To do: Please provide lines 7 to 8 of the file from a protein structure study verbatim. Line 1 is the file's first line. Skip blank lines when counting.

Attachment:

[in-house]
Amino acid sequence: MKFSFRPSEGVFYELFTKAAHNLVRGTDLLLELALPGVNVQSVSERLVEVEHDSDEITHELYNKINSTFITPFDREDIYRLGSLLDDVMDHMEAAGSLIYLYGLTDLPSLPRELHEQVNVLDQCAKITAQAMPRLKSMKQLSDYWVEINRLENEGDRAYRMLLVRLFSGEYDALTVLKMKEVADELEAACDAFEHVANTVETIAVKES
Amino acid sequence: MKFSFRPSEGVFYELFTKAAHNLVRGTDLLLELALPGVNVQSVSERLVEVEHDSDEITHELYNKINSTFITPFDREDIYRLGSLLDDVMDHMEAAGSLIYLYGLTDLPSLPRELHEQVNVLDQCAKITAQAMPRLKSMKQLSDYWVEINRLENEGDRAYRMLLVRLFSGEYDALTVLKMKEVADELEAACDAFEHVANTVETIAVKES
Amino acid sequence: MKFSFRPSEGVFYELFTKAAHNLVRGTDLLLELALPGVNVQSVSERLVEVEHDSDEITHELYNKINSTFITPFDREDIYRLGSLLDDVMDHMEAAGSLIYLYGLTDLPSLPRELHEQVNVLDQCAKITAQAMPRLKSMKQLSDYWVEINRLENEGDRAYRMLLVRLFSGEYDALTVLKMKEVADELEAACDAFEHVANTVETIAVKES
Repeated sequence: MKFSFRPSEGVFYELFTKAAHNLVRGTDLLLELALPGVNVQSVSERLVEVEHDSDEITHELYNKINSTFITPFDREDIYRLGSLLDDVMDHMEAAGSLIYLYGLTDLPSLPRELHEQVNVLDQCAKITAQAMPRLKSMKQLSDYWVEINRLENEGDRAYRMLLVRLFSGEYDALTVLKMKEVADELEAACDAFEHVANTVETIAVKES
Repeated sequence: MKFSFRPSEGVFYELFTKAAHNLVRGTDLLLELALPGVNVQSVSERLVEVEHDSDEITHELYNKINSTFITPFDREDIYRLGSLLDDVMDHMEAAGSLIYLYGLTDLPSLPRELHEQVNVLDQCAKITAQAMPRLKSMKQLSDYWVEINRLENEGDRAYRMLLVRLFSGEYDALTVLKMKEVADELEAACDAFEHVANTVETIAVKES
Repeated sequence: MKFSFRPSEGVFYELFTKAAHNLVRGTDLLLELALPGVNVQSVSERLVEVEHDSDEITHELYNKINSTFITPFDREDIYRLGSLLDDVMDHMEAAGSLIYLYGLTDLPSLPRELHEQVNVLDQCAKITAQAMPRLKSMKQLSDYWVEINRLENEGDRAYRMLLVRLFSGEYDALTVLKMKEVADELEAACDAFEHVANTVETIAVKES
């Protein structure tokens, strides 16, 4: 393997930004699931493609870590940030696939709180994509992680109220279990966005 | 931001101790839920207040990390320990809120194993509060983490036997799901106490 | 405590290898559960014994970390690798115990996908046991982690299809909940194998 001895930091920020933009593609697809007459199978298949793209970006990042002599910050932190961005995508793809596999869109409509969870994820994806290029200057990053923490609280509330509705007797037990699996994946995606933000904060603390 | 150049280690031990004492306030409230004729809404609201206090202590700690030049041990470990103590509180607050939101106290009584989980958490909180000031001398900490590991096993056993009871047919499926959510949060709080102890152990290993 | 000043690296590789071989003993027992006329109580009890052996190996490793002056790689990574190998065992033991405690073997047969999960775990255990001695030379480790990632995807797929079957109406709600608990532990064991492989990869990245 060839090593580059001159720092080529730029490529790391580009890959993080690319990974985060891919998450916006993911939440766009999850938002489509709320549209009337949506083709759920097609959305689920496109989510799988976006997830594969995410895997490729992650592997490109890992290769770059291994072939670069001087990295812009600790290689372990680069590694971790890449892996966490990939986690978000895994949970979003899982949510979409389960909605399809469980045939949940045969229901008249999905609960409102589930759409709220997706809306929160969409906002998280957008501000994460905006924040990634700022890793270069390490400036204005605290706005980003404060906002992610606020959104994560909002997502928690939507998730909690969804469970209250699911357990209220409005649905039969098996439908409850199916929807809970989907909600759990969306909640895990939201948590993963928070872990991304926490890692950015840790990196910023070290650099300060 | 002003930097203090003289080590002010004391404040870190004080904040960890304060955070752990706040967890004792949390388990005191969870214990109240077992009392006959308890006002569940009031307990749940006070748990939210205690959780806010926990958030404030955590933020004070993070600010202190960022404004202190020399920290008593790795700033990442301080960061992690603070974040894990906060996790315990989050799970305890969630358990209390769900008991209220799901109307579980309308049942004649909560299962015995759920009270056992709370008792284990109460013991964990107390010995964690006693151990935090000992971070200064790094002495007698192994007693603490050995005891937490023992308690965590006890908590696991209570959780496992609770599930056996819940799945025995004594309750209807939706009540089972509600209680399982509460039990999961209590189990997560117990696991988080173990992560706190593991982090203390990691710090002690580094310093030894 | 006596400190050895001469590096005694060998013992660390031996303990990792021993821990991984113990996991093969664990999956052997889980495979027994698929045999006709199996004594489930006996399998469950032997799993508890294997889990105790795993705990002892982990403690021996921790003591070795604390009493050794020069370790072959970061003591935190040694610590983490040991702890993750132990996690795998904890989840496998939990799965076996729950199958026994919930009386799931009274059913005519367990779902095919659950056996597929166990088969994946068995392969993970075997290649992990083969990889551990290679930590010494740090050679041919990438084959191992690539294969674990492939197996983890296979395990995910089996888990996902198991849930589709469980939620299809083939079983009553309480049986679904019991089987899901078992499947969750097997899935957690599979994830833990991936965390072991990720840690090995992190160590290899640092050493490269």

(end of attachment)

Repeated sequence: MKFSFRPSEGVFYELFTKAAHNLVRGTDLLLELALPGVNVQSVSERLVEVEHDSDEITHELYNKINSTFITPFDREDIYRLGSLLDDVMDHMEAAGSLIYLYGLTDLPSLPRELHEQVNVLDQCAKITAQAMPRLKSMKQLSDYWVEINRLENEGDRAYRMLLVRLFSGEYDALTVLKMKEVADELEAACDAFEHVANTVETIAVKES
């Protein structure tokens, strides 16, 4: 393997930004699931493609870590940030696939709180994509992680109220279990966005 | 931001101790839920207040990390320990809120194993509060983490036997799901106490 | 405590290898559960014994970390690798115990996908046991982690299809909940194998 001895930091920020933009593609697809007459199978298949793209970006990042002599910050932190961005995508793809596999869109409509969870994820994806290029200057990053923490609280509330509705007797037990699996994946995606933000904060603390 | 150049280690031990004492306030409230004729809404609201206090202590700690030049041990470990103590509180607050939101106290009584989980958490909180000031001398900490590991096993056993009871047919499926959510949060709080102890152990290993 | 000043690296590789071989003993027992006329109580009890052996190996490793002056790689990574190998065992033991405690073997047969999960775990255990001695030379480790990632995807797929079957109406709600608990532990064991492989990869990245 060839090593580059001159720092080529730029490529790391580009890959993080690319990974985060891919998450916006993911939440766009999850938002489509709320549209009337949506083709759920097609959305689920496109989510799988976006997830594969995410895997490729992650592997490109890992290769770059291994072939670069001087990295812009600790290689372990680069590694971790890449892996966490990939986690978000895994949970979003899982949510979409389960909605399809469980045939949940045969229901008249999905609960409102589930759409709220997706809306929160969409906002998280957008501000994460905006924040990634700022890793270069390490400036204005605290706005980003404060906002992610606020959104994560909002997502928690939507998730909690969804469970209250699911357990209220409005649905039969098996439908409850199916929807809970989907909600759990969306909640895990939201948590993963928070872990991304926490890692950015840790990196910023070290650099300060 | 002003930097203090003289080590002010004391404040870190004080904040960890304060955070752990706040967890004792949390388990005191969870214990109240077992009392006959308890006002569940009031307990749940006070748990939210205690959780806010926990958030404030955590933020004070993070600010202190960022404004202190020399920290008593790795700033990442301080960061992690603070974040894990906060996790315990989050799970305890969630358990209390769900008991209220799901109307579980309308049942004649909560299962015995759920009270056992709370008792284990109460013991964990107390010995964690006693151990935090000992971070200064790094002495007698192994007693603490050995005891937490023992308690965590006890908590696991209570959780496992609770599930056996819940799945025995004594309750209807939706009540089972509600209680399982509460039990999961209590189990997560117990696991988080173990992560706190593991982090203390990691710090002690580094310093030894 | 006596400190050895001469590096005694060998013992660390031996303990990792021993821990991984113990996991093969664990999956052997889980495979027994698929045999006709199996004594489930006996399998469950032997799993508890294997889990105790795993705990002892982990403690021996921790003591070795604390009493050794020069370790072959970061003591935190040694610590983490040991702890993750132990996690795998904890989840496998939990799965076996729950199958026994919930009386799931009274059913005519367990779902095919659950056996597929166990088969994946068995392969993970075997290649992990083969990889551990290679930590010494740090050679041919990438084959191992690539294969674990492939197996983890296979395990995910089996888990996902198991849930589709469980939620299809083939079983009553309480049986679904019991089987899901078992499947969750097997899935957690599979994830833990991936965390072991990720840690090995992190160590290899640092050493490269």